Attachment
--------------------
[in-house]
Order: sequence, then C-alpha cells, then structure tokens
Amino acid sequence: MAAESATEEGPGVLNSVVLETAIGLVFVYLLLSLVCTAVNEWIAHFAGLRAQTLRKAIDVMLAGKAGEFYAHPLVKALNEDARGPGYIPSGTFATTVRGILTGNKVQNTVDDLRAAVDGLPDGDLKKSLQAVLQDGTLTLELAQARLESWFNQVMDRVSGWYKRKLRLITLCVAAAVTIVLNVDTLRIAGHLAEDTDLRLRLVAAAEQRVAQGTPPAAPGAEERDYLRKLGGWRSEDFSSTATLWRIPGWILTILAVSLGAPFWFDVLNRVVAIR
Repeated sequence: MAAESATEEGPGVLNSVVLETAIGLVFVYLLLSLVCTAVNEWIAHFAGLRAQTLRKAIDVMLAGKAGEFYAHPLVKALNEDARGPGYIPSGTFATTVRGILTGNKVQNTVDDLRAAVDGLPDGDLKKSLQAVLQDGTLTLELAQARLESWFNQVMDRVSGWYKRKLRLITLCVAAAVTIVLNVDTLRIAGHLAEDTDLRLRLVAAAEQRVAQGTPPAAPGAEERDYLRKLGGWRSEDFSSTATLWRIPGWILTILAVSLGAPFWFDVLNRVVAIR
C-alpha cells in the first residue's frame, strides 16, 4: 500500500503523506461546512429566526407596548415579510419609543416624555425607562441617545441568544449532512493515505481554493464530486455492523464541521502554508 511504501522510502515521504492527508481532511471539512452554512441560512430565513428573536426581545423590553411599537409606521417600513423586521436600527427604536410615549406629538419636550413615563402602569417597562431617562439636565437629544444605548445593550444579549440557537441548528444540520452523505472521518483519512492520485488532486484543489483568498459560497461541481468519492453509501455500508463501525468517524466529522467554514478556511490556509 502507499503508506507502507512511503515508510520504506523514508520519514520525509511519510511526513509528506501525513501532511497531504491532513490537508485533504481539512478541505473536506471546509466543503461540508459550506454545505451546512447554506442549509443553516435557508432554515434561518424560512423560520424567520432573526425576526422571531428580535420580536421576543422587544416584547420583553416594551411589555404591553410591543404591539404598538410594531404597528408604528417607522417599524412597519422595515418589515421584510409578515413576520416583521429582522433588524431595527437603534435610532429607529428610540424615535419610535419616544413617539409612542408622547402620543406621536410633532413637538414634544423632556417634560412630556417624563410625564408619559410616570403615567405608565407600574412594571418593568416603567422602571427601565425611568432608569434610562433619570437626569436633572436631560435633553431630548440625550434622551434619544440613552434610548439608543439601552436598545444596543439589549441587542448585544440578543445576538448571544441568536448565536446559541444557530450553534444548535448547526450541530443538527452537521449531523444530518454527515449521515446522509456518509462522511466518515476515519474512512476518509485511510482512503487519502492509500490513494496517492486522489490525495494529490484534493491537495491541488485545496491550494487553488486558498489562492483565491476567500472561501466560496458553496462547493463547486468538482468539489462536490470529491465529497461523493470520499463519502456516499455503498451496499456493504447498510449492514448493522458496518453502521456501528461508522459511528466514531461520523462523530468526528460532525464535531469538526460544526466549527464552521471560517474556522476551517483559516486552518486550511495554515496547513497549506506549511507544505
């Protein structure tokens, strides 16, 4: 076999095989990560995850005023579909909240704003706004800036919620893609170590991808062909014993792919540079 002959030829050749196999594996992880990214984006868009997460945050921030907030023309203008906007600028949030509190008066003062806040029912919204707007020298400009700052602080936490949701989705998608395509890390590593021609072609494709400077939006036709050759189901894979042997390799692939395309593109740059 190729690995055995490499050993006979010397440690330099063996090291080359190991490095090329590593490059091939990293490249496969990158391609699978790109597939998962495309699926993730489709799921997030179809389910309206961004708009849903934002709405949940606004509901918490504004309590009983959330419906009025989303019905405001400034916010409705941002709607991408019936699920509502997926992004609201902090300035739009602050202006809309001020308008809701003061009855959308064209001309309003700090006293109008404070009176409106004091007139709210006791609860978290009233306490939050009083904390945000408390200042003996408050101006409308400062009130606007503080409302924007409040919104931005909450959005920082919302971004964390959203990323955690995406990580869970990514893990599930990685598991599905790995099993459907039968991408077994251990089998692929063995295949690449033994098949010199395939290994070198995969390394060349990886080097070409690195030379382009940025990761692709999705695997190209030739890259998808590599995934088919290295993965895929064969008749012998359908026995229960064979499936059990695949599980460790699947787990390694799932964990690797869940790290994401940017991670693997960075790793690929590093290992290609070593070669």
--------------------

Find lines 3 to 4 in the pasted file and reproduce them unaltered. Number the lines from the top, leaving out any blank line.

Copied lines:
Amino acid sequence: MAAESATEEGPGVLNSVVLETAIGLVFVYLLLSLVCTAVNEWIAHFAGLRAQTLRKAIDVMLAGKAGEFYAHPLVKALNEDARGPGYIPSGTFATTVRGILTGNKVQNTVDDLRAAVDGLPDGDLKKSLQAVLQDGTLTLELAQARLESWFNQVMDRVSGWYKRKLRLITLCVAAAVTIVLNVDTLRIAGHLAEDTDLRLRLVAAAEQRVAQGTPPAAPGAEERDYLRKLGGWRSEDFSSTATLWRIPGWILTILAVSLGAPFWFDVLNRVVAIR
Repeated sequence: MAAESATEEGPGVLNSVVLETAIGLVFVYLLLSLVCTAVNEWIAHFAGLRAQTLRKAIDVMLAGKAGEFYAHPLVKALNEDARGPGYIPSGTFATTVRGILTGNKVQNTVDDLRAAVDGLPDGDLKKSLQAVLQDGTLTLELAQARLESWFNQVMDRVSGWYKRKLRLITLCVAAAVTIVLNVDTLRIAGHLAEDTDLRLRLVAAAEQRVAQGTPPAAPGAEERDYLRKLGGWRSEDFSSTATLWRIPGWILTILAVSLGAPFWFDVLNRVVAIR